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3 Traditional British Meals People Actually Eat

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As with many local delicacies and national dishes not that many people actually still eat them. Things like Hakarl which is the national dish of Iceland is more of a rite of passage (1) than a tasty meal enjoyed by everyone. However, in the UK there are just a few traditional dishes that are still eaten very regularly by many people. When learning English as a language and especially when visiting the UK it is useful to know some popular meals and be confident you know what you are getting if someone suggests eating some.

Fish and Chips

Being a country totally surrounded by water it is no surprise that fish is still a very common food type in the UK. The meal itself is very simple and made up of a large single piece of fish that is deep fried in batter (2) and served with thick deep fried strips of potato. These chips are similar to French fries but much thicker and less crunchy.

Fish and Chips actually originated in the 17th century when Western Sephardic Jews used to cook fish using a batter made with flour and other ingredients. But it was not until the later half of the 19th century that fish was easily available across the UK and then it became very popular with working people. Around this time people started serving the fish with the potatoes and so Fish and Chips was born.

These days a special shop that sells Fish and Chips is called a “chippy” in common slang (3) and will serve very less other than Fish and Chips. It has become traditional to have a sausage if you do not like fish and also something called “mushy peas”. This is a side dish created with large green peas cooked until they almost turn into a paste.

Bangers and Mash

This meal is also known as sausage and mash (4). The Banger term means sausage and the mash part refers to something called mashed potato. Mash is certainly not unique to the UK but as with many potato products it is still very popular here. Sausages are traditionally made form pork but beef, lamb, chicken and turkey sausages are available. Over the last 15 years or so Bangers and Mash has become even more popular with many fashionable pubs and bars serving it with very high quality and uniquely flavoured sausages. This meal is almost always served with a thick sauce called gravy.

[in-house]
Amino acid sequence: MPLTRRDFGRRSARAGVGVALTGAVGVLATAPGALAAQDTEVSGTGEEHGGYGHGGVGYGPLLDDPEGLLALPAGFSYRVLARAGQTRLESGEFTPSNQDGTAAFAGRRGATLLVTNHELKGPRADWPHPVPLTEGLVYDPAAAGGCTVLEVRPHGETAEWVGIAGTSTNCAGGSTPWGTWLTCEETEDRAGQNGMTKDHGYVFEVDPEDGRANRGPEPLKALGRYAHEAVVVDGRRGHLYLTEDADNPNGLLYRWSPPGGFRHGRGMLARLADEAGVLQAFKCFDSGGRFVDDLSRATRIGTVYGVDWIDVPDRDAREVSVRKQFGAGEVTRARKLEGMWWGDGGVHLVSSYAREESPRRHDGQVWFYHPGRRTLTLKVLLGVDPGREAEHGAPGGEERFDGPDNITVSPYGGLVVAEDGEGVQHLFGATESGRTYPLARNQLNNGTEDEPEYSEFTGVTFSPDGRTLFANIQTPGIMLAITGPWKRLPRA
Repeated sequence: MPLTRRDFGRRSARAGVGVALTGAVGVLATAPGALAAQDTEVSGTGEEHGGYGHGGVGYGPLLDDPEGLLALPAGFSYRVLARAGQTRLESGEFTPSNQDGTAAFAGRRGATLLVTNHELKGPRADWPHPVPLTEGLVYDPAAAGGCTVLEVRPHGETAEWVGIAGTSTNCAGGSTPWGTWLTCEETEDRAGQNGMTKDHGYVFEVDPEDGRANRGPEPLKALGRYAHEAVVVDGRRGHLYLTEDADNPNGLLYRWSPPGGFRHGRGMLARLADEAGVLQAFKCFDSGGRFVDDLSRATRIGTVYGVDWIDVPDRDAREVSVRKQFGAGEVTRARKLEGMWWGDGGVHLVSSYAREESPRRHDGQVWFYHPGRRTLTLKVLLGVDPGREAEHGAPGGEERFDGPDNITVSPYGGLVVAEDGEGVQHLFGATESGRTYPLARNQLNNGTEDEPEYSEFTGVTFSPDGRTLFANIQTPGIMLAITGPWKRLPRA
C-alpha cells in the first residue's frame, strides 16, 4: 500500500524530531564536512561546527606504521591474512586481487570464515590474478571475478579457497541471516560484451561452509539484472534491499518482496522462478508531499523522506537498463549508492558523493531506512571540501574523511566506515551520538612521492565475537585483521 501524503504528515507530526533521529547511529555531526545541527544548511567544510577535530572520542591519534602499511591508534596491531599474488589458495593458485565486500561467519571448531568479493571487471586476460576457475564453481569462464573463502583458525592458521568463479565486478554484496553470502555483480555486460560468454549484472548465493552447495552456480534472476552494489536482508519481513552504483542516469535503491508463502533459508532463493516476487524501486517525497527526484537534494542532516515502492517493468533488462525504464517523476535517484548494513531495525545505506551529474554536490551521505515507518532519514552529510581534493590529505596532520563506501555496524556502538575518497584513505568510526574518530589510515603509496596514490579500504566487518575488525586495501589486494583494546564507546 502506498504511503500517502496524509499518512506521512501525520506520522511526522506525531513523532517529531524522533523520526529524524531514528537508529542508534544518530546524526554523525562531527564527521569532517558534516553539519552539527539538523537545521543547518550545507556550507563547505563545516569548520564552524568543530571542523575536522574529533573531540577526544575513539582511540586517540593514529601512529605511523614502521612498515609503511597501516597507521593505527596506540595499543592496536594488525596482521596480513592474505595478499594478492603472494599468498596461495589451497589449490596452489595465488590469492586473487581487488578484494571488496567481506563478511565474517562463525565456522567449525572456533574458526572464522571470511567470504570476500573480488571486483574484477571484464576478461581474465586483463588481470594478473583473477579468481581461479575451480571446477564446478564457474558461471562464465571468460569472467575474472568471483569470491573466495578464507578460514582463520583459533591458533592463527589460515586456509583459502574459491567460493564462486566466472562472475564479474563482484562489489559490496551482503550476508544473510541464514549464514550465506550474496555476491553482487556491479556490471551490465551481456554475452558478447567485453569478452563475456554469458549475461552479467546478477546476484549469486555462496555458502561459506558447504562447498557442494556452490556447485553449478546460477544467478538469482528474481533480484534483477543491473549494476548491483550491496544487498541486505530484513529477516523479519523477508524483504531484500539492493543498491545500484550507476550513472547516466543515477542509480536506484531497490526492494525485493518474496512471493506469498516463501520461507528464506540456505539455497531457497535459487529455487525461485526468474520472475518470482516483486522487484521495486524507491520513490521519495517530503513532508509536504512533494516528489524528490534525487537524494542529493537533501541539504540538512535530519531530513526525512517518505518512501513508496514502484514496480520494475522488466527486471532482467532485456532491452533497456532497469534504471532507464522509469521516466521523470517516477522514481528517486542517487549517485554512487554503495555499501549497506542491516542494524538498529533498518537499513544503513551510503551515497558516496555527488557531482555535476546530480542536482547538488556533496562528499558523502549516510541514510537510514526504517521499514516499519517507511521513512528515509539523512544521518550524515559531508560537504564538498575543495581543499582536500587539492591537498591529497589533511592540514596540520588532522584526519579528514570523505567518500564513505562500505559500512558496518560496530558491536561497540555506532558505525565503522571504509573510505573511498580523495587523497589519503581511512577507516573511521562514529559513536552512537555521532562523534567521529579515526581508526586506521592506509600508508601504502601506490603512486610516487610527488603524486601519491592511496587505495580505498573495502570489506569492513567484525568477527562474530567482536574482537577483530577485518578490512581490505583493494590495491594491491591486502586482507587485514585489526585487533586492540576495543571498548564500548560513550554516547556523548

Roast Dinner with Yorkshire Pudding

This meal is often also called a Sunday Roast. This refers to the fact it was traditionally only served on a Sunday and in many places still is. Many pubs and restaurants will change their normal menu to offer a “roast” on a Sunday only. The meal has religious origins where people going to Church in England would not eat until after the service but these days it is very much something for everyone.

A roast dinner is made up of (5) a roast and sliced meat like Beef or Chicken served with boiled vegetables like cabbage, carrots, broccoli and sometimes parsnips, suede and other items too. One of the main ingredients is….you guessed it; potatoes. In this case they are chopped into large sections and roasted. A Yorkshire pudding is only served with beef and is a large crispy cake like item made from a batter. This is a large meal so not one to order if you are not very hungry.

None of these meals are very healthy but all of them are enjoyed by millions of British people every week so if you are visiting the UK see if you can try one of these meals.

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VOCABULARY:

  1. Rite of passage: a special and unique ceremony, eg a marriage
  2. Batter: a food covering of flour and egg (that is then fried)
  3. Mash: a soft mass created by crushing (potatoes) and adding liquid (eg milk)
  4. Made up of: consists of
  5. Slang:  very informal language used in spoken form